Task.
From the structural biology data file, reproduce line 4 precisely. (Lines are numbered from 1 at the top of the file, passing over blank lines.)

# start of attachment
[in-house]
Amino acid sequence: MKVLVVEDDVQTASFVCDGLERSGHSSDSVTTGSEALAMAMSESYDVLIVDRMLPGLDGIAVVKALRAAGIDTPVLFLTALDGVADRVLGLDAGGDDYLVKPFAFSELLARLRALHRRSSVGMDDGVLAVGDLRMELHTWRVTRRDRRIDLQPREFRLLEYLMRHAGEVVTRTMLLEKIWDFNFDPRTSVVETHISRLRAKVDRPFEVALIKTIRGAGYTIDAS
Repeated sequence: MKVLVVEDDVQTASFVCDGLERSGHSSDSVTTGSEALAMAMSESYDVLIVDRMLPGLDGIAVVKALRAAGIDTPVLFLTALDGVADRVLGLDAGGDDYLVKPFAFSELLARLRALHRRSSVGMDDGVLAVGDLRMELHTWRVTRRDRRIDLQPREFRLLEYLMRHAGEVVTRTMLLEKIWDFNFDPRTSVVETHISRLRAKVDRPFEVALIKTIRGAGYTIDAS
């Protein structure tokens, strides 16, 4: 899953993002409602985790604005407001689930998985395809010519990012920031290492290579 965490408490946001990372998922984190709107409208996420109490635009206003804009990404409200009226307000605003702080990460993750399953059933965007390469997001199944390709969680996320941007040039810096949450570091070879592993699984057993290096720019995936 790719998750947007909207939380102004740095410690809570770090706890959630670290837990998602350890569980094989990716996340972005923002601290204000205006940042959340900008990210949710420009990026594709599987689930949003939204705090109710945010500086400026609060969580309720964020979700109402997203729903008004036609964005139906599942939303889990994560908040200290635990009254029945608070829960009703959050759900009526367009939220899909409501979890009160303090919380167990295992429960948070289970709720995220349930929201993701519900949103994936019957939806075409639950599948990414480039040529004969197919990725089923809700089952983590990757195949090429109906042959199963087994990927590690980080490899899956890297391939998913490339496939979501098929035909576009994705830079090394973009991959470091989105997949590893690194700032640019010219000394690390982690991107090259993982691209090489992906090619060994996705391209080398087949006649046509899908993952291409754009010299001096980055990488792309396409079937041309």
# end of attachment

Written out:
């Protein structure tokens, strides 16, 4: 899953993002409602985790604005407001689930998985395809010519990012920031290492290579 965490408490946001990372998922984190709107409208996420109490635009206003804009990404409200009226307000605003702080990460993750399953059933965007390469997001199944390709969680996320941007040039810096949450570091070879592993699984057993290096720019995936 790719998750947007909207939380102004740095410690809570770090706890959630670290837990998602350890569980094989990716996340972005923002601290204000205006940042959340900008990210949710420009990026594709599987689930949003939204705090109710945010500086400026609060969580309720964020979700109402997203729903008004036609964005139906599942939303889990994560908040200290635990009254029945608070829960009703959050759900009526367009939220899909409501979890009160303090919380167990295992429960948070289970709720995220349930929201993701519900949103994936019957939806075409639950599948990414480039040529004969197919990725089923809700089952983590990757195949090429109906042959199963087994990927590690980080490899899956890297391939998913490339496939979501098929035909576009994705830079090394973009991959470091989105997949590893690194700032640019010219000394690390982690991107090259993982691209090489992906090619060994996705391209080398087949006649046509899908993952291409754009010299001096980055990488792309396409079937041309």